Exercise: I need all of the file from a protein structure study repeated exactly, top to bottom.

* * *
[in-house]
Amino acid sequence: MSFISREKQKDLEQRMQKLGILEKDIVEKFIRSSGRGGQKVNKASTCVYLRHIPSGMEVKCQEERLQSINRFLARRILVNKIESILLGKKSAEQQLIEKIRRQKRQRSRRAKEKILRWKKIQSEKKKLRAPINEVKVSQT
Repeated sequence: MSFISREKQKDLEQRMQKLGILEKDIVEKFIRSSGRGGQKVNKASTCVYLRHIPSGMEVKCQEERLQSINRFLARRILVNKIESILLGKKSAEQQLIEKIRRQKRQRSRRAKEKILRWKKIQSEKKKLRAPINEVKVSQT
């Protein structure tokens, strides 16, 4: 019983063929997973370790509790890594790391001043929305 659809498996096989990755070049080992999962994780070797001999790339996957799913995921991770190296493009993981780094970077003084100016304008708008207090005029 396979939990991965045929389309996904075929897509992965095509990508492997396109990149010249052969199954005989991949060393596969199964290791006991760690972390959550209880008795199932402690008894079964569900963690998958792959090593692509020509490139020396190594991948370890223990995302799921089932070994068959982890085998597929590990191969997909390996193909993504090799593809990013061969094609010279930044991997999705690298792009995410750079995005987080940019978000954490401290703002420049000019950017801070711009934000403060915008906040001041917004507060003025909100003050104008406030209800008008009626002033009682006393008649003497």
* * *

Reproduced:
[in-house]
Amino acid sequence: MSFISREKQKDLEQRMQKLGILEKDIVEKFIRSSGRGGQKVNKASTCVYLRHIPSGMEVKCQEERLQSINRFLARRILVNKIESILLGKKSAEQQLIEKIRRQKRQRSRRAKEKILRWKKIQSEKKKLRAPINEVKVSQT
Repeated sequence: MSFISREKQKDLEQRMQKLGILEKDIVEKFIRSSGRGGQKVNKASTCVYLRHIPSGMEVKCQEERLQSINRFLARRILVNKIESILLGKKSAEQQLIEKIRRQKRQRSRRAKEKILRWKKIQSEKKKLRAPINEVKVSQT
């Protein structure tokens, strides 16, 4: 019983063929997973370790509790890594790391001043929305 659809498996096989990755070049080992999962994780070797001999790339996957799913995921991770190296493009993981780094970077003084100016304008708008207090005029 396979939990991965045929389309996904075929897509992965095509990508492997396109990149010249052969199954005989991949060393596969199964290791006991760690972390959550209880008795199932402690008894079964569900963690998958792959090593692509020509490139020396190594991948370890223990995302799921089932070994068959982890085998597929590990191969997909390996193909993504090799593809990013061969094609010279930044991997999705690298792009995410750079995005987080940019978000954490401290703002420049000019950017801070711009934000403060915008906040001041917004507060003025909100003050104008406030209800008008009626002033009682006393008649003497």